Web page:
Wherever I am, the world comes after me.
It offers me its busyness. It does not believe that I do not want it.
Now I understand 
why the old poets of China went so far
and high 
into the mountains, then crept into the pale mist.
"The Old Poets of China" by Mary Oliver

Dr. Clemente during her presentation at Kyoto University, 16 December 2016. Photo by Kat Navallo.

Dr. Tina Clemente, Associate Professor at the UP Asian Center, gave a lecture, Philippine Economic Vulnerability and Strategic Options in Philippines-China Relations at the Graduate School of Letters, Kyoto University on 16 December 2016. Below is an abstract of her presentation. 

In light of current Philippines-China maritime tensions in recent years and the current so-called warming relations, the implications of coercive economic levers from China have raised security issues. However, the more fundamental investigation is how economic vulnerability, as determined by inclusive development, affects the Philippines’ strategic calculations in its economic relations with China. While tense events in recent years and the impression of an economic pivot towards China in the last few months provide practical ex-post examples, the research directs attention to vulnerability, to underscore two things. First is how economic health shapes predisposition to positive and negative coercion even before they are imposed. Second is how economic health compromises resistance to such coercion if they are operationalized. The research casts particular attention on trade, investments, and aid and seeks to give inclusive development proper issue salience in security considerations.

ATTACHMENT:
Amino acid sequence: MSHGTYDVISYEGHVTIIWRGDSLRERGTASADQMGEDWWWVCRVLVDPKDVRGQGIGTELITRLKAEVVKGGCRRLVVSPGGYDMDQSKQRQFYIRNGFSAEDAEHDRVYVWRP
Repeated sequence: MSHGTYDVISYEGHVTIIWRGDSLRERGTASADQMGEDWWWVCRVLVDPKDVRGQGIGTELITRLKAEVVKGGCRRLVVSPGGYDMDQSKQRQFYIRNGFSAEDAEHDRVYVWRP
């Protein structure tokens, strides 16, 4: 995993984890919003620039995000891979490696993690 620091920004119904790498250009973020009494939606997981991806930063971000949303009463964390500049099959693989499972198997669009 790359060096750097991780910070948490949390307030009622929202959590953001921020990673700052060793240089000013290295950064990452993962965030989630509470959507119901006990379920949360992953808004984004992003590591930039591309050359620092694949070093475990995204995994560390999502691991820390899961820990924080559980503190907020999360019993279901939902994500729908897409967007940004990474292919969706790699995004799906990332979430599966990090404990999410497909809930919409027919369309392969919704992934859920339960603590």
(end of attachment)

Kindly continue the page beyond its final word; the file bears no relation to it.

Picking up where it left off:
Dr. Clemente teaches graduate courses at the UP Asian Center, including one on the social and economic development of China, as part of the program on North East Asia with a focus on China. She obtained her Ph.D. in Economics from the School of Economics, University of the Philippines Diliman. Her latest publication is "Understanding the Economic Diplomacy between the Philippines and China," which appears in the August 2016 issue of the International Journal of China Studies. VIEW FULL PROFILE.

The UP Asian Center offers M.A. programs in Asian Studies with four fields of specialization: Northeast Asia, Southeast Asia, South Asia, and West Asia. The Center also has an M.A. program in Philippine Studies that allows students to major in Philippine society and culture, Philippine foreign relations, or Philippine development studies. The Center offers a Ph.D. program in Philippine Studies in conjunction with the College of Arts and Letters and the College of Social Sciences and Philosophy. Get an overview of these programs. The Asian Center also houses a peer-reviewed, open-access journal, Asian Studies: Journal of Critical Perspectives on Asia. It has published several books and monographs, and hosts or organizes various lectures and conferences